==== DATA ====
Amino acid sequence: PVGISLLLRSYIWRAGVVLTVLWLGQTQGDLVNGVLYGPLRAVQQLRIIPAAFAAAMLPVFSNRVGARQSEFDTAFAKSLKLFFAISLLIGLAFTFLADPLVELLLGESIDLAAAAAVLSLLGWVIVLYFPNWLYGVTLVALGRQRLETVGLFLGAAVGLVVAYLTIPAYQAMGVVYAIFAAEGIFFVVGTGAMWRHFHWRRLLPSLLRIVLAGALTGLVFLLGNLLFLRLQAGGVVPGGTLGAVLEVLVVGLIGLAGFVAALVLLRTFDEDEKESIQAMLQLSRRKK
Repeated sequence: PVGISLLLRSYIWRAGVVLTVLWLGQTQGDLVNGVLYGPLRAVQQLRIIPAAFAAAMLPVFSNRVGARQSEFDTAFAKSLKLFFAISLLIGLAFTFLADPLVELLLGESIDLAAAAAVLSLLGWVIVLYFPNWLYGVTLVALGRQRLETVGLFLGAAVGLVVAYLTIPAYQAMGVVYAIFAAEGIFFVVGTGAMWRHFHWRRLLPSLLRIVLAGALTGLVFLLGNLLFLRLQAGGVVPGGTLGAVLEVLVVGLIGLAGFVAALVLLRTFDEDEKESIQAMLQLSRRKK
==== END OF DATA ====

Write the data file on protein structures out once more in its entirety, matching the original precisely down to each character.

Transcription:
Amino acid sequence: PVGISLLLRSYIWRAGVVLTVLWLGQTQGDLVNGVLYGPLRAVQQLRIIPAAFAAAMLPVFSNRVGARQSEFDTAFAKSLKLFFAISLLIGLAFTFLADPLVELLLGESIDLAAAAAVLSLLGWVIVLYFPNWLYGVTLVALGRQRLETVGLFLGAAVGLVVAYLTIPAYQAMGVVYAIFAAEGIFFVVGTGAMWRHFHWRRLLPSLLRIVLAGALTGLVFLLGNLLFLRLQAGGVVPGGTLGAVLEVLVVGLIGLAGFVAALVLLRTFDEDEKESIQAMLQLSRRKK
Repeated sequence: PVGISLLLRSYIWRAGVVLTVLWLGQTQGDLVNGVLYGPLRAVQQLRIIPAAFAAAMLPVFSNRVGARQSEFDTAFAKSLKLFFAISLLIGLAFTFLADPLVELLLGESIDLAAAAAVLSLLGWVIVLYFPNWLYGVTLVALGRQRLETVGLFLGAAVGLVVAYLTIPAYQAMGVVYAIFAAEGIFFVVGTGAMWRHFHWRRLLPSLLRIVLAGALTGLVFLLGNLLFLRLQAGGVVPGGTLGAVLEVLVVGLIGLAGFVAALVLLRTFDEDEKESIQAMLQLSRRKK